I say it again. Regulate the Temp Agencies! The bring people in on a temporary permit and slot them in the market and from day one they are then job hunting for better jobs. Temporary permits should only be given in extreme circumstances. Currently this is used as a loop hole by way too many just to get the foot in the door.

    • Anonymous says:

      Allow me to point out some facts.

      First, there are a thousand overseas employment agencies, many of whom would be happy to introduce resumes to on island employers and none of whom can be regulated by the Cayman Islands government. Regulating temp agencies on island will do nothing to stem the supply of expatriate workers.

      Second, employers are easily able to obtain temporary work permits and thus temporary workers without employment agencies. Regulating temp agencies out of existence would make no difference whatsoever.

      Third, temps cost more than direct employees. Why would a company use one if they could find a suitably qualified Caymanian? And if a Caymanian costs more than a temp or is not “equally good” why on earth should a company be forced to hire them?

      If Caymanians are to be allowed to “name their price” in the employment market, we are truly forked (autocorrect).

  26. Anonymous says:

    When will people learn that a free market place, with some basic protections, will always win over stupid controls. How can an employer refuse such a letter without impinging basic human rights. And there are employers who are just downright nasty, who would write not write that letter out of spite. Don’t go opening a can of worms. As long as a Company has to demonstrate (fairly) that there were no Caymanian applicants or eligible then what difference does it make??

  27. Lukey Spence says:

    Yes too much of this johnny come lately hoard coming here and doing as they like. time to reign them in, Cayman must look out for its own people.

  28. Anonymous says:

    I totally agree with that…lot’s of new expats here, they come with a low level job and as soon as they arrive, they start hunting for a better job and guess what???? They find….
    At my company I have almost 100% Caymanian and I’m happy with them…however I have hired a Permanent Residence lady to work on my accounts dept. So I thought It would not be a big deal to get her Job Tittle changed at immigration as I have promoted a Caymanian to a manager position and hired a PR to a lower position with a different title, It will take anywhere between 4 to 7 weeks to change her title + CI500 non refundable fee.
    So a PR is not considered above a work permit holder??? Is it a lot easier to hire an expat as it takes 3 days to get a temp work permit (paying express fee). Please revise this PR situation.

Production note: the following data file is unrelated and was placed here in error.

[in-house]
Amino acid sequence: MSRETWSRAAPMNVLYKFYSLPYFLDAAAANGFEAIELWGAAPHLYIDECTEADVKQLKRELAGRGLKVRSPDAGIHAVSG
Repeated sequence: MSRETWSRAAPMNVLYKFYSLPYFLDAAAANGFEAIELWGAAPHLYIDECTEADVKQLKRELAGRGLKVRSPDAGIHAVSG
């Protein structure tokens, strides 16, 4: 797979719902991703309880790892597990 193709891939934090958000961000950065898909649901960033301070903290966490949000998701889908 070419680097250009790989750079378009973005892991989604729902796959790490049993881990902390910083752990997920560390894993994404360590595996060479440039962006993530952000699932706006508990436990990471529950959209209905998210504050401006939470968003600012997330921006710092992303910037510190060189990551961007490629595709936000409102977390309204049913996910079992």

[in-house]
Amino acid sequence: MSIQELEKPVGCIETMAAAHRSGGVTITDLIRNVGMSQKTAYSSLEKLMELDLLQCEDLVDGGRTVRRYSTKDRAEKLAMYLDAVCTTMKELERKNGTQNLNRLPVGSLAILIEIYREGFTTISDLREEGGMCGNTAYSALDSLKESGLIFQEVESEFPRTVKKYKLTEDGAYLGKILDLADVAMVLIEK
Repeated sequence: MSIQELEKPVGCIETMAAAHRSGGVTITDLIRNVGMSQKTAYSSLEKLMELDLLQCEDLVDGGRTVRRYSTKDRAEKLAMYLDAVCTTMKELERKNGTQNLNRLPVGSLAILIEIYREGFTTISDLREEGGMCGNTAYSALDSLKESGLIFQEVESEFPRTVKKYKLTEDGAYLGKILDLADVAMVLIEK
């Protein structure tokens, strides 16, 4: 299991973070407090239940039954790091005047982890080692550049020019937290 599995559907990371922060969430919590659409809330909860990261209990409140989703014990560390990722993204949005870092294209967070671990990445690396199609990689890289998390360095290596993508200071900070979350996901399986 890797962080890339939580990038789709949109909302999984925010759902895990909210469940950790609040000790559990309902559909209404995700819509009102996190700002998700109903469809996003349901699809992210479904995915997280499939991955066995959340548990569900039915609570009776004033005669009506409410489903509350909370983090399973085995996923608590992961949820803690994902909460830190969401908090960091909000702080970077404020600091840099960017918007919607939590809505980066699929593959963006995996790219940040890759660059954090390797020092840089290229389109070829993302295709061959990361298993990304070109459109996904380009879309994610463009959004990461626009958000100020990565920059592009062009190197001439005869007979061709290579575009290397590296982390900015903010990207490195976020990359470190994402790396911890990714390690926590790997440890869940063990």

29. Anonymous says:

    This story was raised in another publication.
    An example was given of a work permit given ro a gas pump attendant who then got a permit to be an accountant. Why was a permit granted in the first place? surely there must be at least one unemployed caymanian who can work a gas pump come back to the same old story some just refuse two take.on the menial jobs

    • Fred the Piemaker says:

      Mr Manderson said this story dated back “to the 1990’s”, and before the change in the law. Its not relevant to the current situation, other than by way of justifying the anti job hopping provisions. The current law is pretty clear; no permit if a qualified Caymanian apples. However, how many Caymanians do you think will apply for such a job and at the wages on offer? Therein lies the problem, not the law.

  30. Anonymous says:

    So what Mr Manderson is saying we as employers by law don’t have to give the employee the release letter to go to another job if they find one offering $1.00 more? All these years I as an employer wasn’t aware of this. So many employees come to cayman stay for a while look for another job offering more money then just up and leave no notice whatsoever…

  31. Haranguer says:

    We will never have full employment as long as we continue to give entitlements to just shut up and keep buying those votes.

  32. HR Manager says:

    It has been said that one reason employers prefer employees on work permits is that they exercise more control over them. Having permit holders able to leave their positions for other jobs would then make them less desirable. Ezzard are you sure you are on the right side of this argument or did someone who worked for you find a better employer?

    • Anonymous says:

      Not sure I follow this. This section of the Law means they must work out their permit term and then they can leave. work permit holders know that when they enter the Island on a permit. By the way this is on Immigration’s website and its on the work permit itself as a condition of the permit for all permit holders. So Ezzard isn’t making this up.